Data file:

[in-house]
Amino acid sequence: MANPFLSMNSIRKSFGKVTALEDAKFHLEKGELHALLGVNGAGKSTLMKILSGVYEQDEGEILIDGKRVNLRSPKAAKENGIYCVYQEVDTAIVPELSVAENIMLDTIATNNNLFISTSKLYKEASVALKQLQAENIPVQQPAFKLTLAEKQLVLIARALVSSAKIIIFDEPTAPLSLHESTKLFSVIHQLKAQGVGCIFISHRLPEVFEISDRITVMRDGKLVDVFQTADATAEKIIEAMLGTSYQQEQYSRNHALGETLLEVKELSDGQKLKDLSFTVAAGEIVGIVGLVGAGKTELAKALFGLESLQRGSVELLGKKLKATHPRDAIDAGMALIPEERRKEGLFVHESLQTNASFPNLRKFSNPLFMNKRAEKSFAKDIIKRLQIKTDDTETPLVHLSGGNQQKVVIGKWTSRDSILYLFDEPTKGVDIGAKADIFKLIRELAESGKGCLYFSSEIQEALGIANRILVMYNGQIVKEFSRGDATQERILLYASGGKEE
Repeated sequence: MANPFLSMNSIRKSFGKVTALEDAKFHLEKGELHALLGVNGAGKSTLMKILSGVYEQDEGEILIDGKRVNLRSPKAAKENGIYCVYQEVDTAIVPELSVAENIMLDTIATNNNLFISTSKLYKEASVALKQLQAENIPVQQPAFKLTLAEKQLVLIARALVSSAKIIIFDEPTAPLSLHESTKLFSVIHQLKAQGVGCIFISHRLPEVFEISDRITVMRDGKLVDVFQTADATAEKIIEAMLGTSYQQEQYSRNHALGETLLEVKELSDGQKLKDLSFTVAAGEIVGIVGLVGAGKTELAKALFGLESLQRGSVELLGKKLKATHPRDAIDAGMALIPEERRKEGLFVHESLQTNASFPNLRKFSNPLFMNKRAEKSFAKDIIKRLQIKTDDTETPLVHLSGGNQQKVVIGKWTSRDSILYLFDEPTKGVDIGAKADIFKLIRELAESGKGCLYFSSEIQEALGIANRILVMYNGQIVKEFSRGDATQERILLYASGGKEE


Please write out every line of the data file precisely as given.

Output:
[in-house]
Amino acid sequence: MANPFLSMNSIRKSFGKVTALEDAKFHLEKGELHALLGVNGAGKSTLMKILSGVYEQDEGEILIDGKRVNLRSPKAAKENGIYCVYQEVDTAIVPELSVAENIMLDTIATNNNLFISTSKLYKEASVALKQLQAENIPVQQPAFKLTLAEKQLVLIARALVSSAKIIIFDEPTAPLSLHESTKLFSVIHQLKAQGVGCIFISHRLPEVFEISDRITVMRDGKLVDVFQTADATAEKIIEAMLGTSYQQEQYSRNHALGETLLEVKELSDGQKLKDLSFTVAAGEIVGIVGLVGAGKTELAKALFGLESLQRGSVELLGKKLKATHPRDAIDAGMALIPEERRKEGLFVHESLQTNASFPNLRKFSNPLFMNKRAEKSFAKDIIKRLQIKTDDTETPLVHLSGGNQQKVVIGKWTSRDSILYLFDEPTKGVDIGAKADIFKLIRELAESGKGCLYFSSEIQEALGIANRILVMYNGQIVKEFSRGDATQERILLYASGGKEE
Repeated sequence: MANPFLSMNSIRKSFGKVTALEDAKFHLEKGELHALLGVNGAGKSTLMKILSGVYEQDEGEILIDGKRVNLRSPKAAKENGIYCVYQEVDTAIVPELSVAENIMLDTIATNNNLFISTSKLYKEASVALKQLQAENIPVQQPAFKLTLAEKQLVLIARALVSSAKIIIFDEPTAPLSLHESTKLFSVIHQLKAQGVGCIFISHRLPEVFEISDRITVMRDGKLVDVFQTADATAEKIIEAMLGTSYQQEQYSRNHALGETLLEVKELSDGQKLKDLSFTVAAGEIVGIVGLVGAGKTELAKALFGLESLQRGSVELLGKKLKATHPRDAIDAGMALIPEERRKEGLFVHESLQTNASFPNLRKFSNPLFMNKRAEKSFAKDIIKRLQIKTDDTETPLVHLSGGNQQKVVIGKWTSRDSILYLFDEPTKGVDIGAKADIFKLIRELAESGKGCLYFSSEIQEALGIANRILVMYNGQIVKEFSRGDATQERILLYASGGKEE